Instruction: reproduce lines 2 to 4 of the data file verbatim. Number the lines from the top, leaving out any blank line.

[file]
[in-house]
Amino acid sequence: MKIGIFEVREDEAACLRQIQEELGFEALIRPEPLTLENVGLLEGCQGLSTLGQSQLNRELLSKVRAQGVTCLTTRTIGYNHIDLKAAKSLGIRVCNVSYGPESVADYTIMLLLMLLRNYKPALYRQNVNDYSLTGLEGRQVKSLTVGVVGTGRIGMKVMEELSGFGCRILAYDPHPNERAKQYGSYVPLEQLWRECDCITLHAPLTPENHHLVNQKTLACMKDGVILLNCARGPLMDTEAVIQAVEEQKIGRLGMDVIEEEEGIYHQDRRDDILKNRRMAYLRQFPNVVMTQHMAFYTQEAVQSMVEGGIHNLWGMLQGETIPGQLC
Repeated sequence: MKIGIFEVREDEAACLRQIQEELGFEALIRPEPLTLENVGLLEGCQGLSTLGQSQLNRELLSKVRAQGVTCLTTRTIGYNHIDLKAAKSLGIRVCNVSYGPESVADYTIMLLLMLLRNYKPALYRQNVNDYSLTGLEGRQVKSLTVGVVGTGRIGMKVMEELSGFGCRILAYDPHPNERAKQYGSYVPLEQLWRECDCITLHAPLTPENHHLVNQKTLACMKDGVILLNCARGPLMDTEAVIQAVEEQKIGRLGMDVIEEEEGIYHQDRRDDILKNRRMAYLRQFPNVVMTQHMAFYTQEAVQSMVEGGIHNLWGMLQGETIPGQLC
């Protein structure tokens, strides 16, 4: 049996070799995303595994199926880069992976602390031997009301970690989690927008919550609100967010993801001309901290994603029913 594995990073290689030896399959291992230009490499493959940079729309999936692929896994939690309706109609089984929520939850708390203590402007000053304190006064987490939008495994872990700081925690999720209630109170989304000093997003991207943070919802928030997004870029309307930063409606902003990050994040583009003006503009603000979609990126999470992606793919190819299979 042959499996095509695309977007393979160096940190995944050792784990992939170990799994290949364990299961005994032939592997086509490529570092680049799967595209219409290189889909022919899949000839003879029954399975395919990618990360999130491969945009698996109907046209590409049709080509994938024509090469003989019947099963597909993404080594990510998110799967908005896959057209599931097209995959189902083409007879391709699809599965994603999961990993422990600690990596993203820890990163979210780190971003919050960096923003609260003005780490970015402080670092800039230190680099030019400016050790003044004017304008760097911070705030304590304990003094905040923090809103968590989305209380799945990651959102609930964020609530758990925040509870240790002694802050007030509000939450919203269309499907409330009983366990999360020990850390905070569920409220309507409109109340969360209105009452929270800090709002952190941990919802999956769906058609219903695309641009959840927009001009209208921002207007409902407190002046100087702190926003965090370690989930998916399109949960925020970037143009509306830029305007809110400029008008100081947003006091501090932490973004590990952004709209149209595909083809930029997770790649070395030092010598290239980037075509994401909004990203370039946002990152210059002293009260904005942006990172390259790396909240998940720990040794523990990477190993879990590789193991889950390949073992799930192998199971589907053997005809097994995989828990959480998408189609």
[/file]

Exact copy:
Amino acid sequence: MKIGIFEVREDEAACLRQIQEELGFEALIRPEPLTLENVGLLEGCQGLSTLGQSQLNRELLSKVRAQGVTCLTTRTIGYNHIDLKAAKSLGIRVCNVSYGPESVADYTIMLLLMLLRNYKPALYRQNVNDYSLTGLEGRQVKSLTVGVVGTGRIGMKVMEELSGFGCRILAYDPHPNERAKQYGSYVPLEQLWRECDCITLHAPLTPENHHLVNQKTLACMKDGVILLNCARGPLMDTEAVIQAVEEQKIGRLGMDVIEEEEGIYHQDRRDDILKNRRMAYLRQFPNVVMTQHMAFYTQEAVQSMVEGGIHNLWGMLQGETIPGQLC
Repeated sequence: MKIGIFEVREDEAACLRQIQEELGFEALIRPEPLTLENVGLLEGCQGLSTLGQSQLNRELLSKVRAQGVTCLTTRTIGYNHIDLKAAKSLGIRVCNVSYGPESVADYTIMLLLMLLRNYKPALYRQNVNDYSLTGLEGRQVKSLTVGVVGTGRIGMKVMEELSGFGCRILAYDPHPNERAKQYGSYVPLEQLWRECDCITLHAPLTPENHHLVNQKTLACMKDGVILLNCARGPLMDTEAVIQAVEEQKIGRLGMDVIEEEEGIYHQDRRDDILKNRRMAYLRQFPNVVMTQHMAFYTQEAVQSMVEGGIHNLWGMLQGETIPGQLC
């Protein structure tokens, strides 16, 4: 049996070799995303595994199926880069992976602390031997009301970690989690927008919550609100967010993801001309901290994603029913 594995990073290689030896399959291992230009490499493959940079729309999936692929896994939690309706109609089984929520939850708390203590402007000053304190006064987490939008495994872990700081925690999720209630109170989304000093997003991207943070919802928030997004870029309307930063409606902003990050994040583009003006503009603000979609990126999470992606793919190819299979 042959499996095509695309977007393979160096940190995944050792784990992939170990799994290949364990299961005994032939592997086509490529570092680049799967595209219409290189889909022919899949000839003879029954399975395919990618990360999130491969945009698996109907046209590409049709080509994938024509090469003989019947099963597909993404080594990510998110799967908005896959057209599931097209995959189902083409007879391709699809599965994603999961990993422990600690990596993203820890990163979210780190971003919050960096923003609260003005780490970015402080670092800039230190680099030019400016050790003044004017304008760097911070705030304590304990003094905040923090809103968590989305209380799945990651959102609930964020609530758990925040509870240790002694802050007030509000939450919203269309499907409330009983366990999360020990850390905070569920409220309507409109109340969360209105009452929270800090709002952190941990919802999956769906058609219903695309641009959840927009001009209208921002207007409902407190002046100087702190926003965090370690989930998916399109949960925020970037143009509306830029305007809110400029008008100081947003006091501090932490973004590990952004709209149209595909083809930029997770790649070395030092010598290239980037075509994401909004990203370039946002990152210059002293009260904005942006990172390259790396909240998940720990040794523990990477190993879990590789193991889950390949073992799930192998199971589907053997005809097994995989828990959480998408189609």